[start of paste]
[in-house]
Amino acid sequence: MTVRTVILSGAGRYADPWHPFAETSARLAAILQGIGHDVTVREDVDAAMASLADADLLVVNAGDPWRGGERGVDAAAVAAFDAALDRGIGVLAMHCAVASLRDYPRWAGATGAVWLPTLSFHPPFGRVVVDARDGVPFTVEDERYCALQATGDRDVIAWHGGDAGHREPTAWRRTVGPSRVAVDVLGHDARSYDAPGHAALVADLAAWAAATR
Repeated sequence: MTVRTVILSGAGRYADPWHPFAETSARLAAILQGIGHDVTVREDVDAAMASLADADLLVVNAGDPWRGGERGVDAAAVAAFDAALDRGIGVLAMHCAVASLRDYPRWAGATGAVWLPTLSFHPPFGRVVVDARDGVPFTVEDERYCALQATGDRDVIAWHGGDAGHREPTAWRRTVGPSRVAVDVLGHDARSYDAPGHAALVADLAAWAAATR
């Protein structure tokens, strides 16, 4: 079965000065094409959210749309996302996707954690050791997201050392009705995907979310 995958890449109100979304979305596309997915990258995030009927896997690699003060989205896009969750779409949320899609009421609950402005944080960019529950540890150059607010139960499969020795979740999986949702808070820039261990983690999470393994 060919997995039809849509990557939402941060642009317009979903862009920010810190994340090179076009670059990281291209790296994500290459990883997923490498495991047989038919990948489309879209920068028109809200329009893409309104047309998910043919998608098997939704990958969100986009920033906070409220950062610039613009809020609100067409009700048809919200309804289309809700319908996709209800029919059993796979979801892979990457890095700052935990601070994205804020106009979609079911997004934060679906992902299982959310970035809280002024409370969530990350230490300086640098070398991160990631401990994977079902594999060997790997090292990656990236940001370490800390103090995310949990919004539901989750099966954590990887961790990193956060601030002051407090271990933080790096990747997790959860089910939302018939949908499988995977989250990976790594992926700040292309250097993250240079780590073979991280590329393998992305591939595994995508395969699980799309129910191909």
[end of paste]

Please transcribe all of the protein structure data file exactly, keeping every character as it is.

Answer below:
[in-house]
Amino acid sequence: MTVRTVILSGAGRYADPWHPFAETSARLAAILQGIGHDVTVREDVDAAMASLADADLLVVNAGDPWRGGERGVDAAAVAAFDAALDRGIGVLAMHCAVASLRDYPRWAGATGAVWLPTLSFHPPFGRVVVDARDGVPFTVEDERYCALQATGDRDVIAWHGGDAGHREPTAWRRTVGPSRVAVDVLGHDARSYDAPGHAALVADLAAWAAATR
Repeated sequence: MTVRTVILSGAGRYADPWHPFAETSARLAAILQGIGHDVTVREDVDAAMASLADADLLVVNAGDPWRGGERGVDAAAVAAFDAALDRGIGVLAMHCAVASLRDYPRWAGATGAVWLPTLSFHPPFGRVVVDARDGVPFTVEDERYCALQATGDRDVIAWHGGDAGHREPTAWRRTVGPSRVAVDVLGHDARSYDAPGHAALVADLAAWAAATR
């Protein structure tokens, strides 16, 4: 079965000065094409959210749309996302996707954690050791997201050392009705995907979310 995958890449109100979304979305596309997915990258995030009927896997690699003060989205896009969750779409949320899609009421609950402005944080960019529950540890150059607010139960499969020795979740999986949702808070820039261990983690999470393994 060919997995039809849509990557939402941060642009317009979903862009920010810190994340090179076009670059990281291209790296994500290459990883997923490498495991047989038919990948489309879209920068028109809200329009893409309104047309998910043919998608098997939704990958969100986009920033906070409220950062610039613009809020609100067409009700048809919200309804289309809700319908996709209800029919059993796979979801892979990457890095700052935990601070994205804020106009979609079911997004934060679906992902299982959310970035809280002024409370969530990350230490300086640098070398991160990631401990994977079902594999060997790997090292990656990236940001370490800390103090995310949990919004539901989750099966954590990887961790990193956060601030002051407090271990933080790096990747997790959860089910939302018939949908499988995977989250990976790594992926700040292309250097993250240079780590073979991280590329393998992305591939595994995508395969699980799309129910191909």